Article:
Infernax, from developer Berzerk Studio and publisher The Arcade Crew, blends the 2D gameplay of NES-era Metroid and Castlevania games. It’s out now for all major systems – our review was done on a PlayStation 4.
When you’re faced with batches of screenshots and trailers for indie games that use an 8-bit visual style as often as we are, it gets hard to tell which project look like they might end up being something special. Infernal stood out when it was announced though, because on top of some rather brutal 8-bit pixel art gameplay was the promise of impactful narrative choices – that’s certainly not something you see every day in this genre.
With definite nods towards the medieval themes of Castlevania, Infernax casts you as Alcedor, who returns from the Crusades to find his home invaded by an evil cult and their demons. It’s up to you to kill five monsters and get to the castle where the final boss is – a fairly standard premise when you consider its sources of inspiration.
Also familiar is Infernax’ side-scrolling gameplay, which is a mix of platforming and combat, in which a mace is your primary weapon. You also have access to magic, which includes defensive spells like a force field as well as more offensive perks. These help in combat, but getting to where you need to go might also be a case of acquiring a particular skill first – in true Metroidvania fashion. It’s not a purely gameplay-focused implementation of those mechanics though, as Infernax’ story will take you to different locations, tackle side quests and engage with NPCs – offering action RPG elements that you also see when upgrading through XP. And those narrative decisions mentioned earlier? They’ll lead to a branching story where each version has its own quests and even abilities to uncover.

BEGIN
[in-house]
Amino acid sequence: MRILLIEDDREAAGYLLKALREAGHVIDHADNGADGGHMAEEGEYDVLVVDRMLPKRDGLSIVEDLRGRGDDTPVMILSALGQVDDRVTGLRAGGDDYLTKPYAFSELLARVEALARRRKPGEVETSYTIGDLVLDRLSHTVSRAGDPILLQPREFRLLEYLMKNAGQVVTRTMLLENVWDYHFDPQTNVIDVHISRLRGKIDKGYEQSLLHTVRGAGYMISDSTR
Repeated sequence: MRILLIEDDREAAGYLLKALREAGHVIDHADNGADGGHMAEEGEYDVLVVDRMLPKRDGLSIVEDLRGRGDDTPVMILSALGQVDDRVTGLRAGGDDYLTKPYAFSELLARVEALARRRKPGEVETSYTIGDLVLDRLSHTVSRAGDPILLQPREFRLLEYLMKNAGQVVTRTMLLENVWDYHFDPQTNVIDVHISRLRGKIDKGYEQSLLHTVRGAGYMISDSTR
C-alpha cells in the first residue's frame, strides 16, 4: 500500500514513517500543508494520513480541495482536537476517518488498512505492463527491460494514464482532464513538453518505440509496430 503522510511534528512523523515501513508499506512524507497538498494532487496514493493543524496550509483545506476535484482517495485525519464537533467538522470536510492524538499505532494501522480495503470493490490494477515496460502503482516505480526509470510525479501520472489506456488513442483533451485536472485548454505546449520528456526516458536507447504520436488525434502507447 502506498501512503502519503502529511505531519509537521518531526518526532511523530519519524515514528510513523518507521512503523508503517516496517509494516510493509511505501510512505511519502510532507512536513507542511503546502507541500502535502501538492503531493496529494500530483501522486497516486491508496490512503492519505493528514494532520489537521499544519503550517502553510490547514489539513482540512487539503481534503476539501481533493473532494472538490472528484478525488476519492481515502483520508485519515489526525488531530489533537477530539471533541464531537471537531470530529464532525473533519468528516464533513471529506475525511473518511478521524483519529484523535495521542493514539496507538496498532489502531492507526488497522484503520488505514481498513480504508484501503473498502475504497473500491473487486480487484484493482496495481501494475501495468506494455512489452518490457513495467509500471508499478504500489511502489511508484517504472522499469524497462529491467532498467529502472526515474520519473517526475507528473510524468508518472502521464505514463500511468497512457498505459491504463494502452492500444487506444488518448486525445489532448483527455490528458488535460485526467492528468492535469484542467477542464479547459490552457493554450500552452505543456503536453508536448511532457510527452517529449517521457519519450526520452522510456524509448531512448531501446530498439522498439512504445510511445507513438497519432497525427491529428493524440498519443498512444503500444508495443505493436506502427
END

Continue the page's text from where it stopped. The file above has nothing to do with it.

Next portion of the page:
What’s funny is that we thought that that sounded a bit like Dying Light 2, only to then find out that Infernax also features a day and night cycle. And as with Techland’s new game, the dangers you face at night are different, even though some missions are tied to the nighttime hours. But while Dying Light 2 is a big AAA production, Infernax has a distinct retro flair to it. NES-style graphics are backed up by chiptune ditties, which should please those who enjoy modern mechanics but still feel nostalgic for the olden days.
In the widely popular Metroidvania genre, Infernax is one of the better recent examples. Its core gameplay is solid, and it successfully introduces modern tweaks with its branching story and day/night cycle. An easy recommendation.